|Barrit church, ab. 12 km east of Vejle.|
The church in Barrit origins probably from 1152-1160. It was originally white. The church went through several re-buildings but the present look is from a main restoration in 1879, where the old church was re-walled with red bricks from a demolished tilework in Breth. The placement of the church building is interesting. The area is easy to defend; the brook and the steep banks protect the church towards the north and partly to the east and the west. The church dike was easy to equip with palisades and the church was with its thick walls ( in some places up til 2 m) a safe residence for women and children.
Barrit church has a choir with a triangular finish, a nave and a tower to the west and a chapel to the north. The church, which was built in travertine, is marked by a re-bricked with red bricks in the end of the 1800s - so it looks quite like the neo-Romanesque creations of that period. The walls are divided in supporting pillars and have round arched friezes in the top. The inside of the church has no details, but is whitewashed. The choir section ,which in its present look is caused by a choir extension in the 1300s, has a triangular rib vault and a short point arched barrel vault, while the nave has four bays of cross vaults upon strongly protruding wall pillars ( the common East Jutland type from the second half of the 1400s). The tower is late Gothic in its kernel but it seems also re-bricked with its square spire between four glare-decorated pointed gables. The medieval wallwork is only visible in the chapel, but this was also changed during time, like in 1725. The church was restored in 1787 and 1879. A porch on the southside was removed in the big re-build and the entrance was placed in the tower room. Upon the choir arch and in other places are some fresco-decorations from the restoration-period.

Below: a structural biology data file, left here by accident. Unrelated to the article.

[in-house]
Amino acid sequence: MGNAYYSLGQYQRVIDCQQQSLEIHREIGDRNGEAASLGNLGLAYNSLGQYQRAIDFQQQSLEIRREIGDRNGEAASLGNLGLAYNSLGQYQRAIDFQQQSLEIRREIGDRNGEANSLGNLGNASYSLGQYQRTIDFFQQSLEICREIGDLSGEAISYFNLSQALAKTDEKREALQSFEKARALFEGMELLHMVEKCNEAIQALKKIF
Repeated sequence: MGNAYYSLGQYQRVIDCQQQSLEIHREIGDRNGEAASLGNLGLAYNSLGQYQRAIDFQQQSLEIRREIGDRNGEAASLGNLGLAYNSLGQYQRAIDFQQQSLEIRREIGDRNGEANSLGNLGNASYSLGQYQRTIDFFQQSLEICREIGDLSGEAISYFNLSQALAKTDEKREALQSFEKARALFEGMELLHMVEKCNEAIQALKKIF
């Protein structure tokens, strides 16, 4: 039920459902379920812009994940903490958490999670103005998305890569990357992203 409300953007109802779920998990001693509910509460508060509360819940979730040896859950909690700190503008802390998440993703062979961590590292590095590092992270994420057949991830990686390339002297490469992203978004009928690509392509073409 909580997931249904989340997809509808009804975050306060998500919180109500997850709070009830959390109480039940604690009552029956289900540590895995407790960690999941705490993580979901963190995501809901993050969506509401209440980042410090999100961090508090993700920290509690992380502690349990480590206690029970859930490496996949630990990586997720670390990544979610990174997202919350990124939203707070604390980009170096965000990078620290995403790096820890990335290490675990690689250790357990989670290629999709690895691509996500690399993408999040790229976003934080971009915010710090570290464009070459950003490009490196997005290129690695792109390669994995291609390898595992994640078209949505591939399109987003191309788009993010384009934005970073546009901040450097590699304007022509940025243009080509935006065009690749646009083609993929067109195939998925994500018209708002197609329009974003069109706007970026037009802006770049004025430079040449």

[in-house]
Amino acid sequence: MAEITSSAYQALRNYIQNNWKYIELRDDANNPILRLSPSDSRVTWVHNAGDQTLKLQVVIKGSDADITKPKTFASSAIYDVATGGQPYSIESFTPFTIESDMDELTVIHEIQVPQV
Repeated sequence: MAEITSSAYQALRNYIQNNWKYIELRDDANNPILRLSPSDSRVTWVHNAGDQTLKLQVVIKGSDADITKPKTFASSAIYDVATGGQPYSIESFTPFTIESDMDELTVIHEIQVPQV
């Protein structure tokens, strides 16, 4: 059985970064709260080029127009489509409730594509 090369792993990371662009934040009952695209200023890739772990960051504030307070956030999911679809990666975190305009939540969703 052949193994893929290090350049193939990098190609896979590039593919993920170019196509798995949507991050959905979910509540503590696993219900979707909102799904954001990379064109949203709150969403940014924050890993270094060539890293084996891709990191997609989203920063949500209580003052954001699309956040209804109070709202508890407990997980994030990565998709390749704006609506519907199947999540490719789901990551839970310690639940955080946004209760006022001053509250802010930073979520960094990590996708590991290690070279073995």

|Barrit church, photo Google Earth.|
A neo-Romanesque communion table. An altarpiece, an oak frame with a painting by J.Thrane 1731, repaired in 1918. A chalice with a Renaissance knot and foot and cup from 1746. Upon the cup the coat of arms and initials for Tønne Reedtz and L.F.Levetzau. Similar oblate box with stamp for Knud Rasmussen Brandt. Horsens. Heavy late Gothic candelabres upon lion feet. A Romanesque granite font with a smooth cylindric basin upon truncated foot. South German dish ab. 1575. A neo-Romanesque pulpit and crucifix. Bell from 1874.
In the chapel eight coffins with the bodies of the family Reedtz: Tønne Reedtz (+ 1699) and wife; Valdemar Reedtz (+ 1724) and wife; Tønne Reedtz (+ 1743) and wife; and G. Balthasar Samitz (+ 1732) and wife, née Reedtz. Furthermore two burial banners.
|Barritskov, photo 2011 gb|
Later owners: Niels Rosenkrantz(stamhuset Rosenkrantz), Henrik Jørgen Scheel; Frederik (Fritz)Chr. Rosenkrantz Scheel, Henrik Jørgen Scheel, Knud Henrik Otto Brockenhuus-Schack; J.K.B. Brockenhuus- Schack. 1913-1949, Knud Henrik Otto Brockenhuus-Schack; 1949-1967: Jens Knud Bille Brockenhuus-Schack; 1969-1984 Mogens Harttung; 1984-1985: Mary North married Harttung; From 1985 : Thomas Alexander North Hartung.